Two weeks ago, I began my vacation with a short trip to Amish country. Someone asked, “What was your favorite part of the trip?” I didn’t have to think long before I shared this story.
From the time I got to Amish country until I left later the next day, it had rained. My ‘sightseeing’ was based on running from the car to a restaurant or a store and back again. That said, I didn’t spend much time walking the sidewalks browsing. When I noticed a store that looked interesting, I parked and went in.
On Monday evening after visiting a couple towns and stores, I arrived at my destination, The Inn at Walnut Creek. It was time for dinner and I was just a block away from the famous Der Dutchman. After eating a wonderful meal, I walked outside with my umbrella. Coming across the street was an Amish woman, probably in her early 60’s, dressed in typical black. Unsure of whether she would engage in conversation, I hesitantly asked her if she could tell me what time most Amish stores closed at the end of the day.
That simple question turned into a 30-45 minute conversation about life, faith, and exclusion. You see, Lydia had been brought up in the Mennonite tradition. She married a Mennonite man and had lived in PA for most of her life. But after he died, she met and married an Amish man and moved to Walnut Creek 12 years ago. Now, Lydia struggles with that decision. She is shunned by the Mennonite community for leaving their tradition and she is shunned by the Amish community as an outsider within their ranks. She has nowhere to turn. She is alone in the middle of society.
Lydia explained that she attended a few classes related to theology and that the teachers have suggested that she has prophetic gifts. She can see truth beyond the view of the majority. However, her gifts are also shunned by her traditions. I stood and listened as she explained how she recognizes the power of control by men in the Amish tradition; how women are subdued rather than allowed to live out their talents.
Pain was evident in her eyes as she described her seemingly fruitless challenges to people at church with Scripture. She was not afraid to question traditions in relation to God’s message of grace, yet when others had no answer to her questions, they simply dismissed Scripture for their own comfortable traditions. “What are they really worshiping,” she pleaded? She wants to go back to PA, but her aging husband will not move. Should she leave on her own to find a community, ANY community that will accept her and her talents? What does God want her to do? Does she stay in this place where nobody trusts her? Where nobody listens to her? Where nobody accepts her? She feels so trapped and alone!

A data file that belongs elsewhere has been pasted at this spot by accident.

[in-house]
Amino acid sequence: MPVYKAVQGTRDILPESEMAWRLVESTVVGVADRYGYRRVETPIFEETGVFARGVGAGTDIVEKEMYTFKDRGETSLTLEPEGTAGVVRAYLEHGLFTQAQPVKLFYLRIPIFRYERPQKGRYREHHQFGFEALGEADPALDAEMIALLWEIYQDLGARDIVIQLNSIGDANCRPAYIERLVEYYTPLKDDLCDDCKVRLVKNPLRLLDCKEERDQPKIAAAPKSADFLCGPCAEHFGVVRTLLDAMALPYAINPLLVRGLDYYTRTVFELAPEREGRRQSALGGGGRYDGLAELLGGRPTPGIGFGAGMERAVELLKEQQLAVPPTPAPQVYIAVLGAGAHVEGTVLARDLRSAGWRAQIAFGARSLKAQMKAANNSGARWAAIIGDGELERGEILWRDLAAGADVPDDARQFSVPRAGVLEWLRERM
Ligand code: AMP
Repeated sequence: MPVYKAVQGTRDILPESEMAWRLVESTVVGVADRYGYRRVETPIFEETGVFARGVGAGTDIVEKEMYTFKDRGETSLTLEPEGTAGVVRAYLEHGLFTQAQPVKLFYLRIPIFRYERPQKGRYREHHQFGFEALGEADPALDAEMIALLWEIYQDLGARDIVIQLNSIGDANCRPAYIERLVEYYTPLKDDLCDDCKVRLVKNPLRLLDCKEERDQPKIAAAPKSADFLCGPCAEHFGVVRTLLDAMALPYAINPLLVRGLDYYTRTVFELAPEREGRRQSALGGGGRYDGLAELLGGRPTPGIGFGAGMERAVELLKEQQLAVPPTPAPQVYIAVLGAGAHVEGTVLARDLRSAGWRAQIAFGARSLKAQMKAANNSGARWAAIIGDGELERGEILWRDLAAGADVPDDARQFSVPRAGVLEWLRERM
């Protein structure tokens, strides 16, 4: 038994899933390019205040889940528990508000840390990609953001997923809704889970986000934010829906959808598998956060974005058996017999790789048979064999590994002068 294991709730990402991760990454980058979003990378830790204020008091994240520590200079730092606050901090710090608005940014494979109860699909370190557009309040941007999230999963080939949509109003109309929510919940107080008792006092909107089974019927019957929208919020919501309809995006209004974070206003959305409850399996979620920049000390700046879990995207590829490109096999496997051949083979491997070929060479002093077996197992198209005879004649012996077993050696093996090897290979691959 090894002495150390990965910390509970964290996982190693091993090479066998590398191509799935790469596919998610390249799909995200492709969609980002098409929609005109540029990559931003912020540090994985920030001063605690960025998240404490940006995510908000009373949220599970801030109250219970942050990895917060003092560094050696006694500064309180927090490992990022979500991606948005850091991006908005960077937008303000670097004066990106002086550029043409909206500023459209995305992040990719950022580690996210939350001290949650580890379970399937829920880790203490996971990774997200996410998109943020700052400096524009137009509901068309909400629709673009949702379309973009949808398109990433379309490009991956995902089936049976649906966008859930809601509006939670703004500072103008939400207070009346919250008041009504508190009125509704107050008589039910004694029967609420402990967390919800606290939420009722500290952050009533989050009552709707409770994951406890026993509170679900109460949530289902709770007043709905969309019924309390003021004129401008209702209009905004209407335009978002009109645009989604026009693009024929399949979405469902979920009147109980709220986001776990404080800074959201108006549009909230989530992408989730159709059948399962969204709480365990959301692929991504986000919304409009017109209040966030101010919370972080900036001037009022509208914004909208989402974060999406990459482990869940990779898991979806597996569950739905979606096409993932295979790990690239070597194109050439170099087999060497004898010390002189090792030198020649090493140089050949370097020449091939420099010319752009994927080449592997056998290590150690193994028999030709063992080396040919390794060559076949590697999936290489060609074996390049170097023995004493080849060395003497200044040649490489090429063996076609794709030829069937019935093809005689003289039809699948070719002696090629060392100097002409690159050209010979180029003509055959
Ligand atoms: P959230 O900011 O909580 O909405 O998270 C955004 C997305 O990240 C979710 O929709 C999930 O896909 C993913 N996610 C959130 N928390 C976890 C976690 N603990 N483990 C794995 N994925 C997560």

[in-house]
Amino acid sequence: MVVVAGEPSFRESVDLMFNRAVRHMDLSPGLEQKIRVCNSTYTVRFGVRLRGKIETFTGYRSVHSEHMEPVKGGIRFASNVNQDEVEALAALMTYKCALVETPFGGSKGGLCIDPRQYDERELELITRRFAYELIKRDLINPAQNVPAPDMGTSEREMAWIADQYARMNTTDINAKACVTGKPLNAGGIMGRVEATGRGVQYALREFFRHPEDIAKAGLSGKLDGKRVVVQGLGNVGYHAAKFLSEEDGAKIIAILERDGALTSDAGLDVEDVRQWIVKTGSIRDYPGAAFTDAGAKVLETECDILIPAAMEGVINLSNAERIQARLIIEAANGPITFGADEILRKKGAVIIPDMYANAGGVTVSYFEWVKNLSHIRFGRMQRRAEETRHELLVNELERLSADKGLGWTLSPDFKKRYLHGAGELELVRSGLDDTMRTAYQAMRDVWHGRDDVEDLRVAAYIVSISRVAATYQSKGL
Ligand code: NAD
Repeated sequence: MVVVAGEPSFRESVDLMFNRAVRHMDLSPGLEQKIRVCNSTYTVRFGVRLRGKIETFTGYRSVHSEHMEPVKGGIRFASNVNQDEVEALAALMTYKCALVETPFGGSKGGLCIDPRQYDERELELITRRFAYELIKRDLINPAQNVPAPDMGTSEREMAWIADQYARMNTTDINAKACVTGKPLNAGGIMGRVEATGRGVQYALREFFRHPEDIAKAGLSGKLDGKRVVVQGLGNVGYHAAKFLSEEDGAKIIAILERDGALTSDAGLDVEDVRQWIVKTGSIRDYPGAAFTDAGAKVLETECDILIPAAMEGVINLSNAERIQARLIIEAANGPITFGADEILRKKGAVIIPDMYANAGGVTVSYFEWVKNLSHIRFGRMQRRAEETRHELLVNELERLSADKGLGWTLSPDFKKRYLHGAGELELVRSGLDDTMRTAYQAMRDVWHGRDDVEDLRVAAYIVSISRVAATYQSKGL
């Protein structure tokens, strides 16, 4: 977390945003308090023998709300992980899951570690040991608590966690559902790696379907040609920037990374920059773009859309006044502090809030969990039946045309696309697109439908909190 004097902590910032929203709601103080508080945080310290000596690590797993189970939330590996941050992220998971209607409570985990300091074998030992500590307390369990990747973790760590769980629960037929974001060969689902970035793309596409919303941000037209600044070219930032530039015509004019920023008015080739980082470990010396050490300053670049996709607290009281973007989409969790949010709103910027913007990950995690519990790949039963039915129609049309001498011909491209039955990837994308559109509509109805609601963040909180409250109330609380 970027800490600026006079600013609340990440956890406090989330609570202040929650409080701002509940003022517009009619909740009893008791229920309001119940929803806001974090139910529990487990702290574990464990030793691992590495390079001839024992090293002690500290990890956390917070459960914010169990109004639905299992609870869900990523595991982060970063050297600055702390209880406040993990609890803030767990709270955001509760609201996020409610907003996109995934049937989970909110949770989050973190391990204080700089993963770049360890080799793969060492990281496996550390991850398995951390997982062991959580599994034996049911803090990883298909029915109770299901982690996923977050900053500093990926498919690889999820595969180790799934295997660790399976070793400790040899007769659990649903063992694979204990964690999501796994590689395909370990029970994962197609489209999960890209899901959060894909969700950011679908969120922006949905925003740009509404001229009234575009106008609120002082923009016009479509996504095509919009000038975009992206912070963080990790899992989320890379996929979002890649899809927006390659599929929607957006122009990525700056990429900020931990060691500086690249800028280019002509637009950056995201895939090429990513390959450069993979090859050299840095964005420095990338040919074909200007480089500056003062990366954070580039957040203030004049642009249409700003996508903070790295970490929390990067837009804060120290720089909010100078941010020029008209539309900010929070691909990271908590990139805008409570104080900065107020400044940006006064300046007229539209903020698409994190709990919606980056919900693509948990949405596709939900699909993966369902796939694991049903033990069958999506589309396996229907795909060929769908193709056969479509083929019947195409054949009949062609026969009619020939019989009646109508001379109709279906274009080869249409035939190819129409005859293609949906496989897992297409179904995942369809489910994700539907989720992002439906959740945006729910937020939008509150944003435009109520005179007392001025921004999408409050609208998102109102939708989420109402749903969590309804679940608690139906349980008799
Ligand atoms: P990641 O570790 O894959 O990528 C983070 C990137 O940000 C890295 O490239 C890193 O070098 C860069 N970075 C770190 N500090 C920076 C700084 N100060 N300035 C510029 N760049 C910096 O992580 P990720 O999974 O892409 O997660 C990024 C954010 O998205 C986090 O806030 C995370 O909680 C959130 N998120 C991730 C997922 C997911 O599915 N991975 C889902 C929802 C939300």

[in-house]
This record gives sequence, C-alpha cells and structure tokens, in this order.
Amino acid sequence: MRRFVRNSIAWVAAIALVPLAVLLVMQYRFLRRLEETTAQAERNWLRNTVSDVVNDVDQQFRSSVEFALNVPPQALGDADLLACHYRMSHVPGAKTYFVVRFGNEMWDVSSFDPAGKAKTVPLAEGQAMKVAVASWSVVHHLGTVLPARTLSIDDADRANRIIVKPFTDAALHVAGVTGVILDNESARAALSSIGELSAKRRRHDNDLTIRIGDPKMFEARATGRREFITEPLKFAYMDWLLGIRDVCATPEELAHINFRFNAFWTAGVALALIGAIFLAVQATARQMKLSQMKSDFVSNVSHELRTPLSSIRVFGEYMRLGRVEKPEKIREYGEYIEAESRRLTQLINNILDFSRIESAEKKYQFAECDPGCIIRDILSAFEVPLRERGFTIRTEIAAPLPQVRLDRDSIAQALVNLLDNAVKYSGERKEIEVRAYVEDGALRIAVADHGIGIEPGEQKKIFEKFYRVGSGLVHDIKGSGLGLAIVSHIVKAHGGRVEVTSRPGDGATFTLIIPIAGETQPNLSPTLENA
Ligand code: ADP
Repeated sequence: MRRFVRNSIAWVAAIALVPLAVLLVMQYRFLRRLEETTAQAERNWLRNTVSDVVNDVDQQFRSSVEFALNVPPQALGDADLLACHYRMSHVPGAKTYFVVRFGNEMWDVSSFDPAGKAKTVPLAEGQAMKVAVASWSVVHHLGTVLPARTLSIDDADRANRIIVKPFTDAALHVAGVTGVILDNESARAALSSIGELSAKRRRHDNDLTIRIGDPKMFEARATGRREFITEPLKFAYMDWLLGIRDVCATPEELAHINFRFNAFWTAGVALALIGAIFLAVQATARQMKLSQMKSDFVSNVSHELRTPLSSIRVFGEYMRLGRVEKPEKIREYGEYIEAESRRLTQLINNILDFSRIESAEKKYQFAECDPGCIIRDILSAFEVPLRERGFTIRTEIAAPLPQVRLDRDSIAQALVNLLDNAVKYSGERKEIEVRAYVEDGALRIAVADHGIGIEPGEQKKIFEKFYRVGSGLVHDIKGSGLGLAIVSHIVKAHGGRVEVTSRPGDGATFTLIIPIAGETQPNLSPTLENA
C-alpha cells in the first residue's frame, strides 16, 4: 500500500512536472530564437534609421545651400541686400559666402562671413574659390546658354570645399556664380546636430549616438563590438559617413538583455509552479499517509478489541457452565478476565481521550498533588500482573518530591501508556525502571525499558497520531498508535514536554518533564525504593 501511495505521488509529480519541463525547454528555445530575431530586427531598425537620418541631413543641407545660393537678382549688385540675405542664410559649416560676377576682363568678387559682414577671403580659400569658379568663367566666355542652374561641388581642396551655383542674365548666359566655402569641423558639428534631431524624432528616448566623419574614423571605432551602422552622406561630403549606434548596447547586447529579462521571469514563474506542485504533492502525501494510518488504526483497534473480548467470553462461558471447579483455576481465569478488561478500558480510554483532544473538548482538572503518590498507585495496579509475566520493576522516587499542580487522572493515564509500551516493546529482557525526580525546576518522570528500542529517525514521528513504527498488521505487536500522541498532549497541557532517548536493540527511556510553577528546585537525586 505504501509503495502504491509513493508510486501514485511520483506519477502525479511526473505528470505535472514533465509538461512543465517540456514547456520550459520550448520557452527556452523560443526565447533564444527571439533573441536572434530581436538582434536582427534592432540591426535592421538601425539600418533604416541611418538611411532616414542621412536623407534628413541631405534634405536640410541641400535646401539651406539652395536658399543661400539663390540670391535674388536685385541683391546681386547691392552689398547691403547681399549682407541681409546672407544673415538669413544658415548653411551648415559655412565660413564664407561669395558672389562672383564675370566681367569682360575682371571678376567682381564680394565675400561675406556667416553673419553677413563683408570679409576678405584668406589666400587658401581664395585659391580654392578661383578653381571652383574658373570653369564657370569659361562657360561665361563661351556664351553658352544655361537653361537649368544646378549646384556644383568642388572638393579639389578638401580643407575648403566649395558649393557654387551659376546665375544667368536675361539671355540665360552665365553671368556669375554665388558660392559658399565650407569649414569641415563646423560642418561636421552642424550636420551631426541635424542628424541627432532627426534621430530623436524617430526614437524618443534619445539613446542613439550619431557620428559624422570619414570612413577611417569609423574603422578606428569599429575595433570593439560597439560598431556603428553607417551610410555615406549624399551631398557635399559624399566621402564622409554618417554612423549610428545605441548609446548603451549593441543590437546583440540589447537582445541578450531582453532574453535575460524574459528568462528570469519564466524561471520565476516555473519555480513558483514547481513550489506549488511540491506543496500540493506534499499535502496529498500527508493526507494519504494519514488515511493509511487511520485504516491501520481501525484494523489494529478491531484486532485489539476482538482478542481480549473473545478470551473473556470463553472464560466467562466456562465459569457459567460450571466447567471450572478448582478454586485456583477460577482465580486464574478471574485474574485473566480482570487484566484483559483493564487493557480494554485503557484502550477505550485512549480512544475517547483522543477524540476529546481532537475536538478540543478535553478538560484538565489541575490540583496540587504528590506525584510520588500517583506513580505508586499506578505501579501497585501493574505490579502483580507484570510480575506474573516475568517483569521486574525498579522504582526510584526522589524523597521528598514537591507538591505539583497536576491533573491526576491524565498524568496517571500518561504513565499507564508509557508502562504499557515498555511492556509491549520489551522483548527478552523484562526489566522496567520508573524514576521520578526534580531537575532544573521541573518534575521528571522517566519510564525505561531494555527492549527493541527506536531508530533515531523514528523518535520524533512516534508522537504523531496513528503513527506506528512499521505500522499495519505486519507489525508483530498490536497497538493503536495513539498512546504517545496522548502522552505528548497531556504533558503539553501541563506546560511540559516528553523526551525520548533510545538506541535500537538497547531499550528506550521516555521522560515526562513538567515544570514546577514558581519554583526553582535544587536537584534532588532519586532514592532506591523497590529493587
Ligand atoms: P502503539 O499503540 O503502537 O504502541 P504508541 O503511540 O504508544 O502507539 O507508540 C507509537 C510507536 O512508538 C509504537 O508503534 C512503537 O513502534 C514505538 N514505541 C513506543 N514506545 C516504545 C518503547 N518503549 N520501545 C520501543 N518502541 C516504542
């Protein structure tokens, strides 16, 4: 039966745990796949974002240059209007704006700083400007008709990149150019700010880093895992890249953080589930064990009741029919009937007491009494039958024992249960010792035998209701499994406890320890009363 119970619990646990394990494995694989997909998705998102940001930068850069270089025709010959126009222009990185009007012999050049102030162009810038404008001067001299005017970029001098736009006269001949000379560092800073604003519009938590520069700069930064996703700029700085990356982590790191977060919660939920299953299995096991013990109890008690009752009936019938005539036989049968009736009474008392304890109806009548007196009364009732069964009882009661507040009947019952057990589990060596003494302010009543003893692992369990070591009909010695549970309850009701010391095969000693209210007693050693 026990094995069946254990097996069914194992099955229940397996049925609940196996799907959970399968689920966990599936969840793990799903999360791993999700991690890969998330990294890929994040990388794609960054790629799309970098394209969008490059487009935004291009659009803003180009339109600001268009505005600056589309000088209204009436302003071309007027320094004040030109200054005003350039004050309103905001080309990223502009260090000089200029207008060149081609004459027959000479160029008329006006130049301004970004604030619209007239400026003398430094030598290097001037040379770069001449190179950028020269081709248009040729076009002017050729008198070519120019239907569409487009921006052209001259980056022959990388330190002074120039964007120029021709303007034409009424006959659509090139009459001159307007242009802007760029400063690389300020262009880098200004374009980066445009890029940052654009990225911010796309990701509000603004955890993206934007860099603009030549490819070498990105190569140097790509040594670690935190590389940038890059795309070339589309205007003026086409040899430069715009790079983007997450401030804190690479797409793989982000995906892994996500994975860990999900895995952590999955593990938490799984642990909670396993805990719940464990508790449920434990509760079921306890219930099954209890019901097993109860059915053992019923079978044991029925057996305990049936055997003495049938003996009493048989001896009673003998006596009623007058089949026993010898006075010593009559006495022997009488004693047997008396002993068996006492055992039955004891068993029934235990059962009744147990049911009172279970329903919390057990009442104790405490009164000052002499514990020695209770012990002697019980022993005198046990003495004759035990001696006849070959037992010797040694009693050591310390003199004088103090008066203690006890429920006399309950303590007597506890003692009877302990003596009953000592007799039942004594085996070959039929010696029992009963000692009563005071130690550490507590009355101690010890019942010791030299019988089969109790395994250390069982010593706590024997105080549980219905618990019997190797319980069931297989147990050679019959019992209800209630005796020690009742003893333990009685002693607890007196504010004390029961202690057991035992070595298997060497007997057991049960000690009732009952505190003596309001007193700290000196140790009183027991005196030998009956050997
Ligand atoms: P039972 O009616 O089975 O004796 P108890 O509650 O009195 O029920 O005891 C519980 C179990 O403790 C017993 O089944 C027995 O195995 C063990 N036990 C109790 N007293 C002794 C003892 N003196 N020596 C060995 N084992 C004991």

“The gatekeeper opens the gate for him, and the sheep hear his voice. He calls his own sheep by name and leads them out. When he has brought out all his own, he goes ahead of them, and the sheep follow him because they know his voice.” We are bombarded by so many voices…the voices in our head, the voices of family and friends, the voices of culture, the voices of agendas, even the voices of pastors.
But Jesus said, ‘They will know MY voice.’ As we honor mothers today, I remember a conversation with my grandmother who had served as a UM pastor. She once stated, “most people that come to me for advice already know the answer in their hearts. But they would prefer to find the easier and less painful option. Our conversations generally lead them to the truth that they already know but would prefer to deny.”
Each of us, like Lydia, struggle to hear Jesus’ voice in the chaos of other screams. Jesus said that those who come before him are robbers and thieves and that they come to kill and destroy. Jesus, The Good Shepherd, whose voice we will know, “came that we may have life and have it abundantly.” Those voices competing for our attention want to tell you that you aren’t wealthy enough, fast enough, smart enough, old enough, young enough, or thin enough. They tell you that you will find your happiness in bank accounts, exercise programs, hard work, new relationships, and awards. But these are the voices of the thieves who come to kill and destroy.
We know the voice of the Good Shepherd. It doesn’t say we WILL know or that we SHOULD know…we KNOW his voice. Just like my grandmother’s suggestion that we know the truth though we attempt to avoid it.
Does hearing Jesus’s voice make Lydia’s decision-making process any easier? Absolutely not. Might she be called to a decision that is challenging and difficult? Possibly. Does Jesus’s promise to bring life and to bring it more abundantly assure us of convenience and prosperity? NO! Abundant life in Christ is not defined by abundance according to the world. But there is peace and fulfillment that comes with following his voice and his call, even when the path is difficult. Amen.